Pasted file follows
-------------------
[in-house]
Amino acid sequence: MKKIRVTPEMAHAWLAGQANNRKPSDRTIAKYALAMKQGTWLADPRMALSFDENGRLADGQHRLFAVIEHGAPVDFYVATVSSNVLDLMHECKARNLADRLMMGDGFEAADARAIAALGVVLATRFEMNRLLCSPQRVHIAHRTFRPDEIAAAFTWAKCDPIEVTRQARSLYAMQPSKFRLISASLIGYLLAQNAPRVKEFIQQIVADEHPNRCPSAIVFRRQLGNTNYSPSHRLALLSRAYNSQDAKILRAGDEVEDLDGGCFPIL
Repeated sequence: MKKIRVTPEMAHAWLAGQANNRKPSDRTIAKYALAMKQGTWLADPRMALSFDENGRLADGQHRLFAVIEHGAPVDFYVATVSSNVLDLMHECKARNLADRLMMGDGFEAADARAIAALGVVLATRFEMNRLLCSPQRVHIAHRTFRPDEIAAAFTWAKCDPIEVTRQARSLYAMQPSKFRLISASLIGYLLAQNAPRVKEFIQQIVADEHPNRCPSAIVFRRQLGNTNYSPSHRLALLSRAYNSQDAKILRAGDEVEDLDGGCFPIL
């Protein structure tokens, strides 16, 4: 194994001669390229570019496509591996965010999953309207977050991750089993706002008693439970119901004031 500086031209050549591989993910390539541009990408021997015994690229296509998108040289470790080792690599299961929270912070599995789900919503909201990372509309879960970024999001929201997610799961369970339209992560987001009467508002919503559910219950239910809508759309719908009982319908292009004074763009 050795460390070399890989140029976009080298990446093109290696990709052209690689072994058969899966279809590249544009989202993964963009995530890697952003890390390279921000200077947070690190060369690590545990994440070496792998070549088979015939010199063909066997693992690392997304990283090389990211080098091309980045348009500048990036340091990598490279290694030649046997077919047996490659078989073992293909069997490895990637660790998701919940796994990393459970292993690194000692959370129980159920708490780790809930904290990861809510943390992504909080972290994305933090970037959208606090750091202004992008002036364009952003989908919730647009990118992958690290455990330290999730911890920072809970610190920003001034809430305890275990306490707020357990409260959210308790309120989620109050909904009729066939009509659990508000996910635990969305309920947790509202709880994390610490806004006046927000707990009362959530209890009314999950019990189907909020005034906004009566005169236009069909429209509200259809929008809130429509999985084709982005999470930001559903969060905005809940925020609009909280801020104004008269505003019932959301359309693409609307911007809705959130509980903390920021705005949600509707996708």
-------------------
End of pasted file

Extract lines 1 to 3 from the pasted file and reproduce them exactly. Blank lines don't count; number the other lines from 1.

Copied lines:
[in-house]
Amino acid sequence: MKKIRVTPEMAHAWLAGQANNRKPSDRTIAKYALAMKQGTWLADPRMALSFDENGRLADGQHRLFAVIEHGAPVDFYVATVSSNVLDLMHECKARNLADRLMMGDGFEAADARAIAALGVVLATRFEMNRLLCSPQRVHIAHRTFRPDEIAAAFTWAKCDPIEVTRQARSLYAMQPSKFRLISASLIGYLLAQNAPRVKEFIQQIVADEHPNRCPSAIVFRRQLGNTNYSPSHRLALLSRAYNSQDAKILRAGDEVEDLDGGCFPIL
Repeated sequence: MKKIRVTPEMAHAWLAGQANNRKPSDRTIAKYALAMKQGTWLADPRMALSFDENGRLADGQHRLFAVIEHGAPVDFYVATVSSNVLDLMHECKARNLADRLMMGDGFEAADARAIAALGVVLATRFEMNRLLCSPQRVHIAHRTFRPDEIAAAFTWAKCDPIEVTRQARSLYAMQPSKFRLISASLIGYLLAQNAPRVKEFIQQIVADEHPNRCPSAIVFRRQLGNTNYSPSHRLALLSRAYNSQDAKILRAGDEVEDLDGGCFPIL